We want our children to go to a ‘good’ university. We want to work at a good university. Employers want good graduates. Communities want good neighbours. Governments want universities to produce good research and contribute to national wealth and economic development. Undoubtedly, vice-chancellors want a top slot in the Good University Guide.
Contrary to many reports, high quality, engaged teaching has been taking place throughout lockdown. HE practitioners have been reflecting on what worked well, listening to all of their students, many of whom benefited from more flexible approaches to learning, and intentionally re-designing teaching and assessment to maximise success for all students. How can we change the outdated narrative predominating in mainstream media that higher education is predicated on passive delivery to large groups of serried ranks of students, that exams have to be a summative, closed book, regurgitation of knowledge to have validity, and that universities have been closed for the past 18 months?
So what do we mean by a ‘good’ university and, good for whom?
In ‘The Good University’ (2019) Raewyn Connell argues that a Good University should be democratic, engaged, truthful, creative and sustainable, that is, a university should be both morally and functionally good. Many learning and teaching communities, including #LTHEchat, SEDA, and discipline networks such as the biosciences and engineering education research networks, to name a few that I am familiar with in the UK, represent all of these values through their inclusive, passionate and generous ways of practicing and thinking.
What can we learn from others?
Cindy Spence Vallance (Advance HE) of Métis heritage (one of three categories of Indigenous Peoples in Canada along with Inuit and First Nations), draws from Indigenous ways of group learning to ensure that learning and teaching is inclusive, as illustrated by the circle process:
“Meeting in circle, everyone can see everyone else present, unlike meetings or classrooms where everyone sits in rows, and the only person everyone can see is the leader or teacher. Everyone’s voice is sought, welcomed and respected. There is a saying that “everyone in the circle is of the same height.” The circle acts to disrupt hierarchy and power imbalances. There is space and time for the most minoritised views to be expressed. We accord respect to all views in the circle because all beings are due that respect.”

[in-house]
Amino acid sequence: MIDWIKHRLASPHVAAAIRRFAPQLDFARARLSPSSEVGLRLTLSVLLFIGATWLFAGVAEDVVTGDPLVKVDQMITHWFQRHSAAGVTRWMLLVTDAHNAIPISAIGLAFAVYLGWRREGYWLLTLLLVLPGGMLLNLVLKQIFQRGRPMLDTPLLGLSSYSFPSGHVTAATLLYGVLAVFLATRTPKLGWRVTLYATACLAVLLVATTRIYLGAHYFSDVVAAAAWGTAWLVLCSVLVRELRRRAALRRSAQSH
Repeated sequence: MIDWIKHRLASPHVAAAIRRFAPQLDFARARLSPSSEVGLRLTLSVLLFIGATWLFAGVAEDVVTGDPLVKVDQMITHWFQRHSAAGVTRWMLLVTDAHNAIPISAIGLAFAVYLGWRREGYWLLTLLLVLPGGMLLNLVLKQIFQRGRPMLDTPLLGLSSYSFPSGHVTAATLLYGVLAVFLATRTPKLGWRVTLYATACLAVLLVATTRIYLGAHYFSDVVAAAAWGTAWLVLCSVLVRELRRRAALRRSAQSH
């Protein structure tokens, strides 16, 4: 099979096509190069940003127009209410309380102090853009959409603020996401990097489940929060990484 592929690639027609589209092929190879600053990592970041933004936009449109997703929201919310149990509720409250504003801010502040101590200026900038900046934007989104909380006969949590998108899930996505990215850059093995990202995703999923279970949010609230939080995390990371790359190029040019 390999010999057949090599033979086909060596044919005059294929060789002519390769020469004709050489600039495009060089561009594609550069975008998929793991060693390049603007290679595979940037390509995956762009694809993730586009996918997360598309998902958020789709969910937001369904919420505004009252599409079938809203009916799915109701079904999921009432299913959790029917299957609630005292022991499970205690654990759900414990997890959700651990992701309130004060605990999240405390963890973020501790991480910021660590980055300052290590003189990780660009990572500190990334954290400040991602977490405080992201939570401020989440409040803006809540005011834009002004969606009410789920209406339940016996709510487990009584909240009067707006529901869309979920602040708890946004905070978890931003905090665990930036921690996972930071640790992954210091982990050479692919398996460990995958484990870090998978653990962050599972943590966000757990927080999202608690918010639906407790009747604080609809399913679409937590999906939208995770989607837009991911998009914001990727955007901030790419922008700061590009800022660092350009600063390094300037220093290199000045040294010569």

(Source: Everything is alive and everyone is related: Indigenous knowing and inclusive education. Jean-Paul Restoule, Professor and Chair of Indigenous education at University of Victoria, Canada[CV1]
From Transforming the Academy: Indigenous Education, Knowledges and Relations e-book, edited by Malinda S. Smith, University of Alberta, 2013.
The need to use anticipatory or futures thinking is a key sustainability competency recognised by UNESCO. Long-term thinking is a core mind-set for many Indigenous cultures. “Indigenous peoples also hold a strong sense of responsibility for intergenerational equity – the principle that every generation holds the Earth in common with members of the present generation and with other generations, past and future. Their knowledge and practices are guided by the principle of how one’s action will affect the wellbeing of generations to come.”
Jacob Morgan challenges future leaders to ‘humanize’ as well as ‘futurize’. While we want leaders to engage in long-term thinking and embrace technology, we also need our leaders to put people at the core of everything. This includes being able to lead for, and with diversity, attract and retain talent by investing in people and leading for the greater good.
This also resonates with many Indigenous cultures who believe that leadership is based on humility,
“The leader does not self-nominate as a leader, does not take credit for work, but enables others. There is no self-promotion. Humility means that great leadership is behind the scenes” (The Conversation, 2019)
Is there a disconnect between what is happening and valued on campus and what is reported in some media?
Our graduates will have a critical role in developing viable, inclusive and equitable solutions to the economic, social and environmental challenges the world is facing. We have a responsibility to equip them with the skills to critique norms and practices, learn from others and seek to understand their needs, perspectives and actions whilst reflecting on how their own values and perceptions inform their actions. Everyone, from student to Board, has a role in modelling these competencies to create tolerant environments where we can all learn.
As universities from across the globe start to articulate to all their stakeholders how they are approaching sustainability through their environmental, social and economic actions, we need a strong narrative and leadership that demonstrate that everyone has a role to play in developing sustainable futures that are good for all.